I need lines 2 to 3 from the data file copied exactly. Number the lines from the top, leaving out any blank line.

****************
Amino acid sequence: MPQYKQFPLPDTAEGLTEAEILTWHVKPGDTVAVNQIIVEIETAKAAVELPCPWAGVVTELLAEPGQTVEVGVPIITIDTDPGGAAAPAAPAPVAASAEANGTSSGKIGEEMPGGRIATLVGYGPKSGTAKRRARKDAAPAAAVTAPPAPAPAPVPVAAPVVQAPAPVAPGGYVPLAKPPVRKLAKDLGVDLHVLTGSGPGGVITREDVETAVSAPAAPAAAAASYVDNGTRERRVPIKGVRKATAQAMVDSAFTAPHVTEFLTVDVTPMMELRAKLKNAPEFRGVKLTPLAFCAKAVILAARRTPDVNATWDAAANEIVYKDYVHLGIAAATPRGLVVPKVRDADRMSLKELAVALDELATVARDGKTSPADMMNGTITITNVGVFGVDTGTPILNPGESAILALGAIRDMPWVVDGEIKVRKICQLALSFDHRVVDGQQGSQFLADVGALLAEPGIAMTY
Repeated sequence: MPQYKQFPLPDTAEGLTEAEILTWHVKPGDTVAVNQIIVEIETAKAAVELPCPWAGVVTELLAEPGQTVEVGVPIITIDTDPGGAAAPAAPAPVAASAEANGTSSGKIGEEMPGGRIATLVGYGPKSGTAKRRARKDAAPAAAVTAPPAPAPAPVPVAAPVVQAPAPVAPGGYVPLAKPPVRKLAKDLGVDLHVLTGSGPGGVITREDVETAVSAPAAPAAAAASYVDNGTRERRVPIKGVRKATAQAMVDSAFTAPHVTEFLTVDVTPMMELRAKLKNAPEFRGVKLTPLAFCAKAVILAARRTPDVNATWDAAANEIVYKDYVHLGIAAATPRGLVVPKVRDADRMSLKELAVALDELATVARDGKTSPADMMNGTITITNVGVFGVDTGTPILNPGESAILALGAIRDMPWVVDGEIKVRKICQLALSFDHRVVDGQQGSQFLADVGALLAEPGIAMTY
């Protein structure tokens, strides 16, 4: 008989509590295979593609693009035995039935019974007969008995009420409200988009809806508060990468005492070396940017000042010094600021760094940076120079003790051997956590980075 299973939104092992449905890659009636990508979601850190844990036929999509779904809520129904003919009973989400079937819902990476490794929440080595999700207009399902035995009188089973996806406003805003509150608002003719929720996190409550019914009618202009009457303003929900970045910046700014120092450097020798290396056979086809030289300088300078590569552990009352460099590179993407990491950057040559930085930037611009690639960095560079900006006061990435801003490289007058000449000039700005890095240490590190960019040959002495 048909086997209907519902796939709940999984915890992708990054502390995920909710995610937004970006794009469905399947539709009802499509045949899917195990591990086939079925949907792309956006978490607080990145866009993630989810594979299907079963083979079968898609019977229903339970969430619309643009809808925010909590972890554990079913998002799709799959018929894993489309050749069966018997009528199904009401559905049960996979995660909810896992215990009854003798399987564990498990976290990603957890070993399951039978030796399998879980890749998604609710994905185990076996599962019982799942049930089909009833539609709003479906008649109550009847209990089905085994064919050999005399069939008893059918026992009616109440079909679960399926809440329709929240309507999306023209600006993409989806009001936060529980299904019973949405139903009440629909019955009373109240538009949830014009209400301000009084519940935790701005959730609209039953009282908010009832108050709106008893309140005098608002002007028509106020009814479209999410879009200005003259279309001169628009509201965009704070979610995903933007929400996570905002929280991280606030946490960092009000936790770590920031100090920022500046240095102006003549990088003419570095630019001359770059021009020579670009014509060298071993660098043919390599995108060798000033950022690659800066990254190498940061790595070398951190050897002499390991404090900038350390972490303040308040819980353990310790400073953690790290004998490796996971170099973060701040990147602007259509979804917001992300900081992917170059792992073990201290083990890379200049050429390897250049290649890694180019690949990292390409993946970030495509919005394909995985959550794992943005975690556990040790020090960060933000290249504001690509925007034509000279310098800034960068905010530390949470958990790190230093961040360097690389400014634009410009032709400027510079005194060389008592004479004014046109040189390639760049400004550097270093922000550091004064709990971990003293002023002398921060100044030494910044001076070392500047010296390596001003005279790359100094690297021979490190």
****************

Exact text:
Repeated sequence: MPQYKQFPLPDTAEGLTEAEILTWHVKPGDTVAVNQIIVEIETAKAAVELPCPWAGVVTELLAEPGQTVEVGVPIITIDTDPGGAAAPAAPAPVAASAEANGTSSGKIGEEMPGGRIATLVGYGPKSGTAKRRARKDAAPAAAVTAPPAPAPAPVPVAAPVVQAPAPVAPGGYVPLAKPPVRKLAKDLGVDLHVLTGSGPGGVITREDVETAVSAPAAPAAAAASYVDNGTRERRVPIKGVRKATAQAMVDSAFTAPHVTEFLTVDVTPMMELRAKLKNAPEFRGVKLTPLAFCAKAVILAARRTPDVNATWDAAANEIVYKDYVHLGIAAATPRGLVVPKVRDADRMSLKELAVALDELATVARDGKTSPADMMNGTITITNVGVFGVDTGTPILNPGESAILALGAIRDMPWVVDGEIKVRKICQLALSFDHRVVDGQQGSQFLADVGALLAEPGIAMTY
């Protein structure tokens, strides 16, 4: 008989509590295979593609693009035995039935019974007969008995009420409200988009809806508060990468005492070396940017000042010094600021760094940076120079003790051997956590980075 299973939104092992449905890659009636990508979601850190844990036929999509779904809520129904003919009973989400079937819902990476490794929440080595999700207009399902035995009188089973996806406003805003509150608002003719929720996190409550019914009618202009009457303003929900970045910046700014120092450097020798290396056979086809030289300088300078590569552990009352460099590179993407990491950057040559930085930037611009690639960095560079900006006061990435801003490289007058000449000039700005890095240490590190960019040959002495 048909086997209907519902796939709940999984915890992708990054502390995920909710995610937004970006794009469905399947539709009802499509045949899917195990591990086939079925949907792309956006978490607080990145866009993630989810594979299907079963083979079968898609019977229903339970969430619309643009809808925010909590972890554990079913998002799709799959018929894993489309050749069966018997009528199904009401559905049960996979995660909810896992215990009854003798399987564990498990976290990603957890070993399951039978030796399998879980890749998604609710994905185990076996599962019982799942049930089909009833539609709003479906008649109550009847209990089905085994064919050999005399069939008893059918026992009616109440079909679960399926809440329709929240309507999306023209600006993409989806009001936060529980299904019973949405139903009440629909019955009373109240538009949830014009209400301000009084519940935790701005959730609209039953009282908010009832108050709106008893309140005098608002002007028509106020009814479209999410879009200005003259279309001169628009509201965009704070979610995903933007929400996570905002929280991280606030946490960092009000936790770590920031100090920022500046240095102006003549990088003419570095630019001359770059021009020579670009014509060298071993660098043919390599995108060798000033950022690659800066990254190498940061790595070398951190050897002499390991404090900038350390972490303040308040819980353990310790400073953690790290004998490796996971170099973060701040990147602007259509979804917001992300900081992917170059792992073990201290083990890379200049050429390897250049290649890694180019690949990292390409993946970030495509919005394909995985959550794992943005975690556990040790020090960060933000290249504001690509925007034509000279310098800034960068905010530390949470958990790190230093961040360097690389400014634009410009032709400027510079005194060389008592004479004014046109040189390639760049400004550097270093922000550091004064709990971990003293002023002398921060100044030494910044001076070392500047010296390596001003005279790359100094690297021979490190």